Regular readers of this blog and the Board of Longitude Blog will be well aware that the most pressing problem in navigation in the 18th century was the determination of longitude aboard ship. On land the problem had been largely solved by cartographers but their methods were not practicable on the rolling deck of a ship. Although not the only methods under consideration the two main competitors were the clock method first proposed by Gemma Frisius and the lunar distance method first proposed by Johannes Werner. Both methods depend on comparing local time with time at a known point elsewhere and then determining the time difference and thus the difference in longitude. The clock method depending on a clock carried on the ship displaying the time of the given distant point and the lunar distance method depending on accurate tables of the time of occurrence of astronomical phenomena, i.e. the distance of the moon from a given star, at the given distant point and comparing the time when the phenomena occur locally. In the 18th century nearly everyone doubted that anyone could build a clock that would remain accurate enough under the strenuous conditions of sea travel and so nearly all the leading astronomers backed the lunar distance method. This method, however, suffered from three major problems: 1) there existed no tables of the lunar orbit accurate enough to be used for this method, 2) there existed no table to correct for a whole collection of distorting factors that I wont go into here and 3) there existed no instrument capable of determining the lunar distances to the necessary accuracy of ± 1 minute of arc (astronomical and navigational distances are determined in degrees of separation). In the middle of the 16th century the French mathematicus Jean Rotz determined his longitude in the Atlantic Ocean west of Dieppe using a Jacob’s staff and the lunar distance method. The inherent inaccuracies of his instrument led him to an answer of 150 degrees and 30 minutes west of Dieppe, which would have had in the Pacific Ocean heading towards the International Date Line!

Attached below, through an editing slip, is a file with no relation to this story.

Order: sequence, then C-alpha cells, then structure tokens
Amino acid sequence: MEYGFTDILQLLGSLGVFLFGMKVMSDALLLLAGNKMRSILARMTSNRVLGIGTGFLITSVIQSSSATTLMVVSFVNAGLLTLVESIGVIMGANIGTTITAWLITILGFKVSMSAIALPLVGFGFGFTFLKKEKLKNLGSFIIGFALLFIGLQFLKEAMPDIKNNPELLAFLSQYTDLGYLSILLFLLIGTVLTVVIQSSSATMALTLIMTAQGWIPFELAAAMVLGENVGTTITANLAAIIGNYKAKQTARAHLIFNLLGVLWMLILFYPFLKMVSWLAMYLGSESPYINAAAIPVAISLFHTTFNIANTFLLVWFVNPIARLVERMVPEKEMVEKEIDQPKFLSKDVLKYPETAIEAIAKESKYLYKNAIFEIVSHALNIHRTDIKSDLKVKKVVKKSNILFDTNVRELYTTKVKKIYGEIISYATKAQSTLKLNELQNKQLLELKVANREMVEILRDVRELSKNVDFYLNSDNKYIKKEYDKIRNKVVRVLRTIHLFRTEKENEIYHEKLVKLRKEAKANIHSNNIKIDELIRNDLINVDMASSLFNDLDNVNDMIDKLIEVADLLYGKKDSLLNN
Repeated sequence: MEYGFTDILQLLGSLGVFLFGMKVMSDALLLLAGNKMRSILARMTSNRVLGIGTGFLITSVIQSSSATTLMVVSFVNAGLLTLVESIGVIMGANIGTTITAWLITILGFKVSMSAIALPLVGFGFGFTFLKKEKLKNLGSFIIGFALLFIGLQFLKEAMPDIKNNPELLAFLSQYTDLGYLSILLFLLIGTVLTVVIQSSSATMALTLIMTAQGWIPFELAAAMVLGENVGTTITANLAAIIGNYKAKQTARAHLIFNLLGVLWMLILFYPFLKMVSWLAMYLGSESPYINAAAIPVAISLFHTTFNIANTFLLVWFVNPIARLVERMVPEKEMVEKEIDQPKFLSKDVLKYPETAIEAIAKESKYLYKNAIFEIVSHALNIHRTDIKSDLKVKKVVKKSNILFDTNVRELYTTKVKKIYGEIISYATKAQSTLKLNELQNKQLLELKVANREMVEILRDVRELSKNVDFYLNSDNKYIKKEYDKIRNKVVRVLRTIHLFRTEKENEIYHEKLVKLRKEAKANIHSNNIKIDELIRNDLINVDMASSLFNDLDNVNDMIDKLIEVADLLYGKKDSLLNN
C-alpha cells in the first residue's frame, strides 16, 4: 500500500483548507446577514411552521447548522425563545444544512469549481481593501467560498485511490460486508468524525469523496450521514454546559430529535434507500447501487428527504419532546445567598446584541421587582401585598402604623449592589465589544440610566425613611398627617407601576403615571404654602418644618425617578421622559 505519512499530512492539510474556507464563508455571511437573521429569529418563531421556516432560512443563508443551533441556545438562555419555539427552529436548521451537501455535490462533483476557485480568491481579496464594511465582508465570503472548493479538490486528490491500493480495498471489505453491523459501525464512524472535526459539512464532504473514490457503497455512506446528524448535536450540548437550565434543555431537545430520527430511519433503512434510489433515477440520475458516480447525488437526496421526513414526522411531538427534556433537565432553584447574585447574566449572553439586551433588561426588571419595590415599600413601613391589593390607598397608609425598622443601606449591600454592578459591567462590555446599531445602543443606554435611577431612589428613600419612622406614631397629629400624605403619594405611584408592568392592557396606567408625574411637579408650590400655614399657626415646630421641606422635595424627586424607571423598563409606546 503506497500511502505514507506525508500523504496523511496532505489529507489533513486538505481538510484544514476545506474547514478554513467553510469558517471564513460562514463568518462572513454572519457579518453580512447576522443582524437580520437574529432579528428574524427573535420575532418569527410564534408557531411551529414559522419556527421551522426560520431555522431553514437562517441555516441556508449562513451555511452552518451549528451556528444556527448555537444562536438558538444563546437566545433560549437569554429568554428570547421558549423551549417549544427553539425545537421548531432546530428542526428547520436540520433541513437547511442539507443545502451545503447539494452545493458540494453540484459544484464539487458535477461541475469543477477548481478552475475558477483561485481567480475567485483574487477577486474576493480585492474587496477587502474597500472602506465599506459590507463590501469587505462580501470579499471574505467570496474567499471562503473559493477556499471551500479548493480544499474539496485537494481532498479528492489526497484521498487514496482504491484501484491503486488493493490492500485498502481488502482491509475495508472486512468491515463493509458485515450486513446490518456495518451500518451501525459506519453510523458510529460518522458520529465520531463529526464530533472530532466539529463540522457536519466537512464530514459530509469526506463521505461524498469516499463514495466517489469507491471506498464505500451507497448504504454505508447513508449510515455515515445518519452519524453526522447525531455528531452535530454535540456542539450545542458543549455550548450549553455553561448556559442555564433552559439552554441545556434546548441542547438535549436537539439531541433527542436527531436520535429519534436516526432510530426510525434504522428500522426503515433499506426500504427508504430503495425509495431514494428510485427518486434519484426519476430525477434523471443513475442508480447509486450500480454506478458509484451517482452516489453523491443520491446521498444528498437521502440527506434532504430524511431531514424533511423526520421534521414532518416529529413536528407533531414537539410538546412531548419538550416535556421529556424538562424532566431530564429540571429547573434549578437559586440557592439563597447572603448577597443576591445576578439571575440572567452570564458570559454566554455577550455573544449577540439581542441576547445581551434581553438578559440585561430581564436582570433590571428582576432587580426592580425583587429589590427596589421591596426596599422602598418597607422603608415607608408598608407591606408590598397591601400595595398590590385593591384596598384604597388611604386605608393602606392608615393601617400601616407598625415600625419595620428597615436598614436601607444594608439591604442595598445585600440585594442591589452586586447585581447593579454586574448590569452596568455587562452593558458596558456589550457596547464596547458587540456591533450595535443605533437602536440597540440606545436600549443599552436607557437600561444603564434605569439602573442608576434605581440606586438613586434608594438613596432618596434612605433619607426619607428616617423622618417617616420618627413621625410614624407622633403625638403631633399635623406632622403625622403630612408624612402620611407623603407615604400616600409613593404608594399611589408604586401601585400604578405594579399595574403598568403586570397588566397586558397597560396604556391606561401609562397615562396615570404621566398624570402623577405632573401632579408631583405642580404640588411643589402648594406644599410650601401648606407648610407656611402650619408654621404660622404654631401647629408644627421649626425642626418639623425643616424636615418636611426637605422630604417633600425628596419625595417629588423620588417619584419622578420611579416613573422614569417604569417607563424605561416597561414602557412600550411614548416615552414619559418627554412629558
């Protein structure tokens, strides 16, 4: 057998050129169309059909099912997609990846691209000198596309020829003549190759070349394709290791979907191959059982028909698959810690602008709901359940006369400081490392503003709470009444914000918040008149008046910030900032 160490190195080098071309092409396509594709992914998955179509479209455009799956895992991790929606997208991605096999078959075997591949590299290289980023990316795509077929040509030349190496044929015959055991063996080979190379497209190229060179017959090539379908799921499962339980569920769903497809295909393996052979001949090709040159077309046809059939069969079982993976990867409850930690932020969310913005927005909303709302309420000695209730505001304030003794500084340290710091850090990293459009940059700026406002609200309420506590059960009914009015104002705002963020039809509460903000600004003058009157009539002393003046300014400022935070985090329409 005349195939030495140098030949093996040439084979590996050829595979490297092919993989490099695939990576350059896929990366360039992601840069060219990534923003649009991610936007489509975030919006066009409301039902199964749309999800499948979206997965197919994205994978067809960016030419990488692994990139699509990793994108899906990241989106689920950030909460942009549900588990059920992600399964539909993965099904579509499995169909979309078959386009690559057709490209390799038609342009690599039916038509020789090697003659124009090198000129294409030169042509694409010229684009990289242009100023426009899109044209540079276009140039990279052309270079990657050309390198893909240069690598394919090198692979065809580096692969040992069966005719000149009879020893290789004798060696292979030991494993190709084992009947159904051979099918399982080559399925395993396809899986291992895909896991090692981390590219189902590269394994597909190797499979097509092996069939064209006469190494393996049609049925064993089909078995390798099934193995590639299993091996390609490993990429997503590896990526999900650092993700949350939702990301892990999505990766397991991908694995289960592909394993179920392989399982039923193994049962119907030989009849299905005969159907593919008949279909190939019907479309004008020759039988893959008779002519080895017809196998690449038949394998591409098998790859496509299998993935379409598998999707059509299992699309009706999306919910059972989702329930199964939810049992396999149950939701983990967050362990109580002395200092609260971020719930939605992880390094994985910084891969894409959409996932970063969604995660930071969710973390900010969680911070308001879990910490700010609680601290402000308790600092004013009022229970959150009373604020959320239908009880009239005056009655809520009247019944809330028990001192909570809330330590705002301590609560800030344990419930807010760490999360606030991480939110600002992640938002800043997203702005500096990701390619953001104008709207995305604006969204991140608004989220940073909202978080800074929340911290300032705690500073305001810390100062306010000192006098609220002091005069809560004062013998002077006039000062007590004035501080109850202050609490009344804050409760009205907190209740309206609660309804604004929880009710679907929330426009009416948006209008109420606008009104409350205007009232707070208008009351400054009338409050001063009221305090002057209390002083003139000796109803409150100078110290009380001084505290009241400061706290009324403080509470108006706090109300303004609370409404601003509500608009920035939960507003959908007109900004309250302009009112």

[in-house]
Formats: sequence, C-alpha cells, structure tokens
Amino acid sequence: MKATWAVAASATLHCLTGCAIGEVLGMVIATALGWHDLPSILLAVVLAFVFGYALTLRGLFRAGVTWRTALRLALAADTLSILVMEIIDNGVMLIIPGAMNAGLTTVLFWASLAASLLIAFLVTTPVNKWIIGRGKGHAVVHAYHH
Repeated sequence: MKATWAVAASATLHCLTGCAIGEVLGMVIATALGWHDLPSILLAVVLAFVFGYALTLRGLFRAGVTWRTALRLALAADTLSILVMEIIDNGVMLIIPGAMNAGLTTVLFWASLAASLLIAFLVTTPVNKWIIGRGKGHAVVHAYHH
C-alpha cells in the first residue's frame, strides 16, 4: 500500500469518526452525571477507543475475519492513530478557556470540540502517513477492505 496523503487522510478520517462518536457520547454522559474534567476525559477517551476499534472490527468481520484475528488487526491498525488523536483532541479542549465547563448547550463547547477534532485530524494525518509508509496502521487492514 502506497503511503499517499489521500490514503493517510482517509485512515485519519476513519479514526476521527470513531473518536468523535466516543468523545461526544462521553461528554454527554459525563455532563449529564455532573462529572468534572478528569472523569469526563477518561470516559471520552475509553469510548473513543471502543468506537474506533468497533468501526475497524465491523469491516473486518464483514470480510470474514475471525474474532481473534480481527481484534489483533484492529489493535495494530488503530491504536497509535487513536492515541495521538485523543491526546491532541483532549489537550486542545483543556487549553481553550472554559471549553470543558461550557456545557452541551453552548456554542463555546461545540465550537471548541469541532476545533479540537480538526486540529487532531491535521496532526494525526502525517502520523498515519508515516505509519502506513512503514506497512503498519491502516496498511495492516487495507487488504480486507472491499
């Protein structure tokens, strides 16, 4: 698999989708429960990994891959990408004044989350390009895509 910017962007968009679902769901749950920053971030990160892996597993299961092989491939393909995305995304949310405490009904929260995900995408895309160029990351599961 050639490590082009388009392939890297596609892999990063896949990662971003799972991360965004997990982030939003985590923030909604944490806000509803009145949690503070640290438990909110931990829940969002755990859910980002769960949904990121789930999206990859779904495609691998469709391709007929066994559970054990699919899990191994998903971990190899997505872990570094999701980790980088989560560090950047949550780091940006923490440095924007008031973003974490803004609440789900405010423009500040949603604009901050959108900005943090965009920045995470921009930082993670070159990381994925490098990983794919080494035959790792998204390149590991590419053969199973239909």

The solution to the problem of instrument accuracy was Hadley’s quadrant and he actually presented it to solve exactly this problem. His first instrument was subjected to a trial on the yacht Chatham under the supervision of Hadley himself, his brother George, the somewhat aged Astronomer Royal Edmond Halley and his successor the astronomer James Bradley. The instrument despite being new and the testers unskilled in its use preformed excellently and the first step had been taken along the road to the realisation of the lunar distance method. What were now necessary were accurate lunar tables and these were supplied by the German astronomer Tobias Mayer who sent them to the Board of Longitude in the 1750s. Mayer was convinced that the problem lay, not as had long been supposed in an inadequate lunar theory, but in inaccurate observations and equally inaccurate calculations both suppositions he proved right with his own diligent work. It was clear to him that for the lunar distance method to work the shipboard measurements would also have to be highly accurate and so he conceived a new measuring instrument, based on surveying instruments, called a reflecting circle. He sent drawings and a model of his new instrument along with his tables to the Board. James Bradley now Astronomer Royal recommended testing Mayer’s tables and a London instrument maker was commissioned to construct his reflecting circle.